Saturday, September 08, 2007

What a gift attending a performance of the Oda Oak Oracle by Ethiopian Poet Laureate Tsegaye Gabre-Medhin, directed by Aika Swai and her cast of talented musicians and actors. The themes of love, ritual sacrifice, ancestor worship, wisdom of the elders are stunningly interwoven in poetry, jazz fusion with African rhythms, and dance.

When I attend performances like these, I always fantasize about a Filipino version of same. When? Where? Who?

In looking up the Poet Tsegaye, I am drawn to these lines written about him:

...he is interested in an African reading of the West and Ethiopian reading of Ethiopia.

In the 1997 Ethiopian Review interview, Poet Laureate Tsegaye was asked what it meant for him to be an Ethiopian and what would he tell an American visitor about it. His response, in part, was:

A simple human being, conscious of African civilization, African culture. Conscious of world civilization, world culture, of equality, of world brotherhood. I think that has been what the ancient history of Africa, the ancient history of Ethiopia has meant and means to us. So, as we go to America to learn, the Americans must also come here to learn. To humble themselves before the ancestors, not to be arrogant, that’s what Ethiopia means.. You don’t begin knowing yourself halfway. You don’t start from Europe, because Europe started from Africa. It started in Ethiopia and Egypt.....I would tell an American friend to go to Washington for the July 4 celebrations, and see Americans worshipping the temple of the sun at the Washington Monument (which is a facsimile of Aksum obelisks)...It is my stone, my temple of the sun...and you are still worshipping my temple of the sun—a mutual heritage.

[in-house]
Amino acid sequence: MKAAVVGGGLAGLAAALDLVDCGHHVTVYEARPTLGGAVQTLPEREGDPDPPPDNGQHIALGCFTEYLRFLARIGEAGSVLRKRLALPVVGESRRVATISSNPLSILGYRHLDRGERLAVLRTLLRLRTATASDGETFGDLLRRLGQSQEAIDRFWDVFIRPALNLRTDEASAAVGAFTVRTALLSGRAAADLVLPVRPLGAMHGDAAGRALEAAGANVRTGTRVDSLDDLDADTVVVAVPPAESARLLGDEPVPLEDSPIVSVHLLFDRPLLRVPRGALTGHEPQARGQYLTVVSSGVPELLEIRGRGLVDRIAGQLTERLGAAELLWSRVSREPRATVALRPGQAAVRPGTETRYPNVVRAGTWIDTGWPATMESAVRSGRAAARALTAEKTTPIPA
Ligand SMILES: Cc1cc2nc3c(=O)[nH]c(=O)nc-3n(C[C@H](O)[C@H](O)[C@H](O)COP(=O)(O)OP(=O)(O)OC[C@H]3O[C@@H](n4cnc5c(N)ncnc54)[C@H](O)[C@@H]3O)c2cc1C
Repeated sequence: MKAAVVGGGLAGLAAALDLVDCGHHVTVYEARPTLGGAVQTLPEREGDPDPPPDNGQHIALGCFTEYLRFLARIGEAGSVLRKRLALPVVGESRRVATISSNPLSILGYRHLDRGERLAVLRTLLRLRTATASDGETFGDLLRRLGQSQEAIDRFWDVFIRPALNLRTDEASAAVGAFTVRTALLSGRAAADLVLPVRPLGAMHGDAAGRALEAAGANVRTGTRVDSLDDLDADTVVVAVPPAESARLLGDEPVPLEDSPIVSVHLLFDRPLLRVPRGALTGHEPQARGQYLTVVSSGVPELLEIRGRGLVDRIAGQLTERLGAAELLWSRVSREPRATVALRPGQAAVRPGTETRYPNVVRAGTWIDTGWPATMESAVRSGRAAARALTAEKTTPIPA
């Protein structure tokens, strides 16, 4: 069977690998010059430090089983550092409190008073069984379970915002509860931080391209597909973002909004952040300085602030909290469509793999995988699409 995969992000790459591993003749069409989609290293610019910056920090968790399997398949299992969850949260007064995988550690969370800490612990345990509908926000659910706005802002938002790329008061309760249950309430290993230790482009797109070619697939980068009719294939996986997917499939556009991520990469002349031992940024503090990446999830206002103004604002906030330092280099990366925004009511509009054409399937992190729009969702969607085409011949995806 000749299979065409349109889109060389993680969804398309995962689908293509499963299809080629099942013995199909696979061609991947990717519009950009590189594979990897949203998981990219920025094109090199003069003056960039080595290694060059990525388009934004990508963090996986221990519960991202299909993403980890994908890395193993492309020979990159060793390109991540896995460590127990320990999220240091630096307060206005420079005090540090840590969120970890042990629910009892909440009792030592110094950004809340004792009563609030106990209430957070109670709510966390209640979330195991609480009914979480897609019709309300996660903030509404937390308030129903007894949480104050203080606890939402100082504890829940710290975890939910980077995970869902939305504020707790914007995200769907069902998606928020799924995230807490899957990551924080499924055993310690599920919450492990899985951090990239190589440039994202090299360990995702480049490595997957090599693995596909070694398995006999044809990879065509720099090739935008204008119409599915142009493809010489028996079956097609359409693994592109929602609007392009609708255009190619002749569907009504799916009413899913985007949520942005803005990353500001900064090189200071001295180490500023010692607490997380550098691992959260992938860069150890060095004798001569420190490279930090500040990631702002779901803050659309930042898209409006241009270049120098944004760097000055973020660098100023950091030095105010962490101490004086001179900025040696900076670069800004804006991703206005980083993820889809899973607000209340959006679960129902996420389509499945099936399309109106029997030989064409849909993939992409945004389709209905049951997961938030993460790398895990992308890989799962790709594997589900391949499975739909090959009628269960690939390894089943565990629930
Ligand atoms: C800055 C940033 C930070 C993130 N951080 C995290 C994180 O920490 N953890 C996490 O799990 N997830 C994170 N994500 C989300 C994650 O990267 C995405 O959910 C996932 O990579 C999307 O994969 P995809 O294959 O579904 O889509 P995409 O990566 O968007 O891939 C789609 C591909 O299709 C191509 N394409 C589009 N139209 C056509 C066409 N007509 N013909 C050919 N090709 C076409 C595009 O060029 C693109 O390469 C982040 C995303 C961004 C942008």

Oh, how I would love to read this about us Filipinos -- our pride in what is ours and inviting others to worship in our "temple of the sun"...what is this stone? If we see it, would we recognize it? Do we even know how to do a Filipino reading of the West? or a Filipino reading of the Filipino?

All these questions are triggered by recent conversations about education. The latest is a visit from an education and technology consultant from the Philippines who wanted to brainstorm on how he might tap into a Fil Am market for online educational materials. Before answering his questions, I wanted to know what his vision is: what version of Filipino history do you want to market? what do you want the end-user to learn? what do you think he ought to be learning? and what for? forwhom? what do you think of the California curriculum standards? what do you think are the education-related concerns and issues in the Fil Am community and what are they rooted in?

I probably exasperated him with my questions but I find that there is always so much that we take for granted, e.g. that more technology will solve a lot of problems. There is always an assumption that "content" already exists out there and it's only a matter of putting it online and making it accessible. The glut of online information right now does not an education make. Obviously.

I hope he left with some good ideas...if not, at least remember how sweet the pears and tomatoes from my garden are and how sumptuous my cooking. haha! Not to mention that I didn't even charge him for my consulting hours.

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